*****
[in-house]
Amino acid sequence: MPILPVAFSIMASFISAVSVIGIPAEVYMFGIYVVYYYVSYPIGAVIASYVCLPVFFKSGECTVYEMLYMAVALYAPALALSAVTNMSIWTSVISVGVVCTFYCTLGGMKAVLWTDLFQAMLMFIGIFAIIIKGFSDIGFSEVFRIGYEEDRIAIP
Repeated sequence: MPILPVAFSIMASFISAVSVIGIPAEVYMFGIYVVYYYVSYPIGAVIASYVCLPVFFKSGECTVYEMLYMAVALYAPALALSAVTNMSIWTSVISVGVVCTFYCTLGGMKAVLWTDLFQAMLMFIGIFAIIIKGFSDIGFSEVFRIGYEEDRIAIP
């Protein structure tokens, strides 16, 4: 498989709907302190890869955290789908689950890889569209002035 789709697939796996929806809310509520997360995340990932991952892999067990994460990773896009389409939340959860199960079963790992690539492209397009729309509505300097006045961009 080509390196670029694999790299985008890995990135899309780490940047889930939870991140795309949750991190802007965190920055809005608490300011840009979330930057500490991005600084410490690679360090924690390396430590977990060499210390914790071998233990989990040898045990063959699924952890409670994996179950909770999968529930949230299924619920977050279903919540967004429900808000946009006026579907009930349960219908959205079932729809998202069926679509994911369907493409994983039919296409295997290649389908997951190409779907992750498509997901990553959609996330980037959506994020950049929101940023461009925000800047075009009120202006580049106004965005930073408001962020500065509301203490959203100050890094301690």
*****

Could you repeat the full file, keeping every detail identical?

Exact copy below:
[in-house]
Amino acid sequence: MPILPVAFSIMASFISAVSVIGIPAEVYMFGIYVVYYYVSYPIGAVIASYVCLPVFFKSGECTVYEMLYMAVALYAPALALSAVTNMSIWTSVISVGVVCTFYCTLGGMKAVLWTDLFQAMLMFIGIFAIIIKGFSDIGFSEVFRIGYEEDRIAIP
Repeated sequence: MPILPVAFSIMASFISAVSVIGIPAEVYMFGIYVVYYYVSYPIGAVIASYVCLPVFFKSGECTVYEMLYMAVALYAPALALSAVTNMSIWTSVISVGVVCTFYCTLGGMKAVLWTDLFQAMLMFIGIFAIIIKGFSDIGFSEVFRIGYEEDRIAIP
């Protein structure tokens, strides 16, 4: 498989709907302190890869955290789908689950890889569209002035 789709697939796996929806809310509520997360995340990932991952892999067990994460990773896009389409939340959860199960079963790992690539492209397009729309509505300097006045961009 080509390196670029694999790299985008890995990135899309780490940047889930939870991140795309949750991190802007965190920055809005608490300011840009979330930057500490991005600084410490690679360090924690390396430590977990060499210390914790071998233990989990040898045990063959699924952890409670994996179950909770999968529930949230299924619920977050279903919540967004429900808000946009006026579907009930349960219908959205079932729809998202069926679509994911369907493409994983039919296409295997290649389908997951190409779907992750498509997901990553959609996330980037959506994020950049929101940023461009925000800047075009009120202006580049106004965005930073408001962020500065509301203490959203100050890094301690």